Spy Concerns on Rise as Taylor Swift Reportedly Uses Face Scanner on Fans

Another round of concerns around private or state-managed surveillance has arrived after it emerged that blonde stunner Taylor Swift has been using the contentious software to get rid of hordes of stalkers.

According to Rolling Stone, pop singer Taylor Swift has been surveilling her fans by means of covert facial recognition technology, with the star issuing no comment on the report yet. Despite this, the news has sparked an ethical debate among civil rights groups concerned with privacy.

“Stalkers are a generally scary phenomenon and everyone understands why someone like Taylor Swift would want to be protected against them”, Jay Stanley, the American Civil Liberties Union’s (ACLU) senior policy analyst told The Guardian.

“But this does have larger implications. It is not about this one deployment, it is about where this technology is headed”. Critics appear to be genuinely concerned about the implications, with those top-notch programs, Stanley explained, being capable of enabling security staff to take an aim at ordinary citizens.

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“Even if they do everything right at the Taylor Swift concert, as we see this technology spread there are going to be a lot of problems along these lines”, he said.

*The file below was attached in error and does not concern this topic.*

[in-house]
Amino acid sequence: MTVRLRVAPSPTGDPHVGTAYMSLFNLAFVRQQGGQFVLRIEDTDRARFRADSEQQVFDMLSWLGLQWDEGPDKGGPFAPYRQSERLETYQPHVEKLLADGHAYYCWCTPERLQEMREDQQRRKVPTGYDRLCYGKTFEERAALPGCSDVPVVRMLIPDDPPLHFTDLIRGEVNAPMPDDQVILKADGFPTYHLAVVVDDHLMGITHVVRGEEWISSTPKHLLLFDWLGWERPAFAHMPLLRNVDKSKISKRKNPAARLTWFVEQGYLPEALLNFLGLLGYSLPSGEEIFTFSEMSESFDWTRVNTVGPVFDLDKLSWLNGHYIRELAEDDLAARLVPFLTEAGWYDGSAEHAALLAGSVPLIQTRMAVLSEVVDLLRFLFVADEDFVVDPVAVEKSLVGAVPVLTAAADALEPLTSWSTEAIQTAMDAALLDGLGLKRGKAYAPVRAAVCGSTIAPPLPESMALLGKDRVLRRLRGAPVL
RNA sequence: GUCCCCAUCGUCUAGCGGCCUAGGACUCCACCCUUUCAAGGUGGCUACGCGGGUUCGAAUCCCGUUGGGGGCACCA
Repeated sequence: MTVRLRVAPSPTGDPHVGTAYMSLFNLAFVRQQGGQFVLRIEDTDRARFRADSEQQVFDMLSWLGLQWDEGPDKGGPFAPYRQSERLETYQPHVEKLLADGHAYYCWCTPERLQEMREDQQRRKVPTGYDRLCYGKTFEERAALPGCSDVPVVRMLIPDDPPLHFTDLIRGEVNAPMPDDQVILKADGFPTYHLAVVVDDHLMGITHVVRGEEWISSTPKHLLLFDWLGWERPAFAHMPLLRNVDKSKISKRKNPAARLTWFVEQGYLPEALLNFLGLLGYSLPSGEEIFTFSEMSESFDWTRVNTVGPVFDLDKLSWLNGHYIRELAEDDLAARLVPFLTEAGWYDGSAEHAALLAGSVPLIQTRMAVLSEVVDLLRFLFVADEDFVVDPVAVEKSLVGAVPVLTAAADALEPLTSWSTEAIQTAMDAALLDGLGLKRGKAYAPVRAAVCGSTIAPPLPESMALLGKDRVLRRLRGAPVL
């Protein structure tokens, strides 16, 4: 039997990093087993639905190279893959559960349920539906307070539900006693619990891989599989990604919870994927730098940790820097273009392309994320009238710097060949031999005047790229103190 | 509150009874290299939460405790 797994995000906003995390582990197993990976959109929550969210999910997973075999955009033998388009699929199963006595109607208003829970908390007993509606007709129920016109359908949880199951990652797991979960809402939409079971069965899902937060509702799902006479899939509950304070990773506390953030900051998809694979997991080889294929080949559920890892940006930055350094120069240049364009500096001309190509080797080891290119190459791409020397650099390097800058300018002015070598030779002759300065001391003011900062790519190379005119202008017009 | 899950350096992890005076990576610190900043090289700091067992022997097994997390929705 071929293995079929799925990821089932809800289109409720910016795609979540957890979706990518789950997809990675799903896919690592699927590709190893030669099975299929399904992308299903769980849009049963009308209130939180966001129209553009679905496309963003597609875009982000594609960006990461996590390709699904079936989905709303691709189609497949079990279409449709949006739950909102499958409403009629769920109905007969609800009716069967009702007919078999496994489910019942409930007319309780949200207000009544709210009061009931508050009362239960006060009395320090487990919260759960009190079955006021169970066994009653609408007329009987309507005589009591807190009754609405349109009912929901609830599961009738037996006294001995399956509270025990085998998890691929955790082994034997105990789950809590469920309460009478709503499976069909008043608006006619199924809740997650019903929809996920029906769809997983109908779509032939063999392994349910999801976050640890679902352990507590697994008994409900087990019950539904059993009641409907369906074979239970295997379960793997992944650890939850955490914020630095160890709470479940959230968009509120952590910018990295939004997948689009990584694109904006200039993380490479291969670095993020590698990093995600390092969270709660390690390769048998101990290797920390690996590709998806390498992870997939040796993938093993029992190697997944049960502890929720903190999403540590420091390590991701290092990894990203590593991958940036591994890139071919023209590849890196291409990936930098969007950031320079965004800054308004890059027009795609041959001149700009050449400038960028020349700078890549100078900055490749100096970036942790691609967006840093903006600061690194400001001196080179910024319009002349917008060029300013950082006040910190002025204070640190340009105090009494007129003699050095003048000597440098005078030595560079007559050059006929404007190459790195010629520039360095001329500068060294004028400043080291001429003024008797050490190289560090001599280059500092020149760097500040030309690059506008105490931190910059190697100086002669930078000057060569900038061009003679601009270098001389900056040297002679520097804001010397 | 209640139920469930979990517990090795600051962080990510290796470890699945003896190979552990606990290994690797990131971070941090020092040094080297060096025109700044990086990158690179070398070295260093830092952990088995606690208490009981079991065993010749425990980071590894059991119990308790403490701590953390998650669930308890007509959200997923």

Meanwhile, there are those sharing a view that the increasingly advanced technology of facial recognition introduces crucial opportunities, on condition that it is managed correctly in terms of ethics. For instance, Mary Haskett, the co-founder of facial recognition firm Blink Identity, believes the technology comes in handy on multiple occasions.

READ MORE: Twitterati Incensed by $1 Fine for Groping Pop Star Taylor Swift

For instance, it enables faster entry at events for people who have signed up for it for the feature by first sending a selfie in for it to be deciphered by a miniscule sensor. However, Haskett deems the secrecy and absence of direct volition in the Taylor Swift case to be a disturbing factor.

Jennifer Lynch, the surveillance litigation director at the advocacy organization Electronic Frontier Foundation, seems to echo Haskett’s stance:

“It appears that whoever set up this system was using subterfuge to get people to look into a screen and record people’s faces without their knowledge”, he said, adding that the report should be a genuine wake-up call for the US government, inviting its strict and straightforward measures.

Multiple concerns were voiced previously over reports of states collaborating with social media websites to gain keys and even passwords to user accounts, provoking a large-scale debate around the world.

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